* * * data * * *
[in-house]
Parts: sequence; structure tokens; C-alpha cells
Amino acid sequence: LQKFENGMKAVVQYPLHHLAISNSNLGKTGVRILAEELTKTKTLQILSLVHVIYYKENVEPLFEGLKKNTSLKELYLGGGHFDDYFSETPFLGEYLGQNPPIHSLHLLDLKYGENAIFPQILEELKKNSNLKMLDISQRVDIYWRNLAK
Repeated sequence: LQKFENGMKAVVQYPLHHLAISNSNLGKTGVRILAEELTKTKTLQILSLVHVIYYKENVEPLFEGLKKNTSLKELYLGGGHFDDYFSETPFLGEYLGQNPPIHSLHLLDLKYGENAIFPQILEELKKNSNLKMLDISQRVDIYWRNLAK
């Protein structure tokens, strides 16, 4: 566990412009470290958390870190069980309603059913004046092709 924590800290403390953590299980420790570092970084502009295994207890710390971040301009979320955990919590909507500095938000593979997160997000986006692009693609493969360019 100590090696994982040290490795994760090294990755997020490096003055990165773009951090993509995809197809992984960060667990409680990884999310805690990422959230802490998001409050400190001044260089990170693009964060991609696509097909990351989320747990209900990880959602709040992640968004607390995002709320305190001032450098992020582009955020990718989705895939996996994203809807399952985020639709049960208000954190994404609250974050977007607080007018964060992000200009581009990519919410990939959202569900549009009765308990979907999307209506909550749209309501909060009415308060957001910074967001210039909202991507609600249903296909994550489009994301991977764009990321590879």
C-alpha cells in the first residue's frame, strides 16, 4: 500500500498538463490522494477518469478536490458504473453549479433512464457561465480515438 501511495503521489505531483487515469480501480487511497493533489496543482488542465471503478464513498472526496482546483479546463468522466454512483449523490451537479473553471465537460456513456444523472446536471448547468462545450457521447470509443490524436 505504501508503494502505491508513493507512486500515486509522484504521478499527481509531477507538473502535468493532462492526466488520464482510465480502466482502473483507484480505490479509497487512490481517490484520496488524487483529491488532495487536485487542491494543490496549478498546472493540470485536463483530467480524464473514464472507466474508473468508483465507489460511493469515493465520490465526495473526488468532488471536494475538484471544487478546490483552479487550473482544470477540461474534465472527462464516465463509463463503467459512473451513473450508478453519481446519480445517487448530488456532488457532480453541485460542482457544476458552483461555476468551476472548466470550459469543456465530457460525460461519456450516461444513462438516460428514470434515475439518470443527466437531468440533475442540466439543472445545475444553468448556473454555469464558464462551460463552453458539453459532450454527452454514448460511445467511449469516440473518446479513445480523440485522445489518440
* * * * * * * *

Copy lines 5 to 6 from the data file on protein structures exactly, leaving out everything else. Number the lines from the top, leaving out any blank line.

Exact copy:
């Protein structure tokens, strides 16, 4: 566990412009470290958390870190069980309603059913004046092709 924590800290403390953590299980420790570092970084502009295994207890710390971040301009979320955990919590909507500095938000593979997160997000986006692009693609493969360019 100590090696994982040290490795994760090294990755997020490096003055990165773009951090993509995809197809992984960060667990409680990884999310805690990422959230802490998001409050400190001044260089990170693009964060991609696509097909990351989320747990209900990880959602709040992640968004607390995002709320305190001032450098992020582009955020990718989705895939996996994203809807399952985020639709049960208000954190994404609250974050977007607080007018964060992000200009581009990519919410990939959202569900549009009765308990979907999307209506909550749209309501909060009415308060957001910074967001210039909202991507609600249903296909994550489009994301991977764009990321590879």
C-alpha cells in the first residue's frame, strides 16, 4: 500500500498538463490522494477518469478536490458504473453549479433512464457561465480515438 501511495503521489505531483487515469480501480487511497493533489496543482488542465471503478464513498472526496482546483479546463468522466454512483449523490451537479473553471465537460456513456444523472446536471448547468462545450457521447470509443490524436 505504501508503494502505491508513493507512486500515486509522484504521478499527481509531477507538473502535468493532462492526466488520464482510465480502466482502473483507484480505490479509497487512490481517490484520496488524487483529491488532495487536485487542491494543490496549478498546472493540470485536463483530467480524464473514464472507466474508473468508483465507489460511493469515493465520490465526495473526488468532488471536494475538484471544487478546490483552479487550473482544470477540461474534465472527462464516465463509463463503467459512473451513473450508478453519481446519480445517487448530488456532488457532480453541485460542482457544476458552483461555476468551476472548466470550459469543456465530457460525460461519456450516461444513462438516460428514470434515475439518470443527466437531468440533475442540466439543472445545475444553468448556473454555469464558464462551460463552453458539453459532450454527452454514448460511445467511449469516440473518446479513445480523440485522445489518440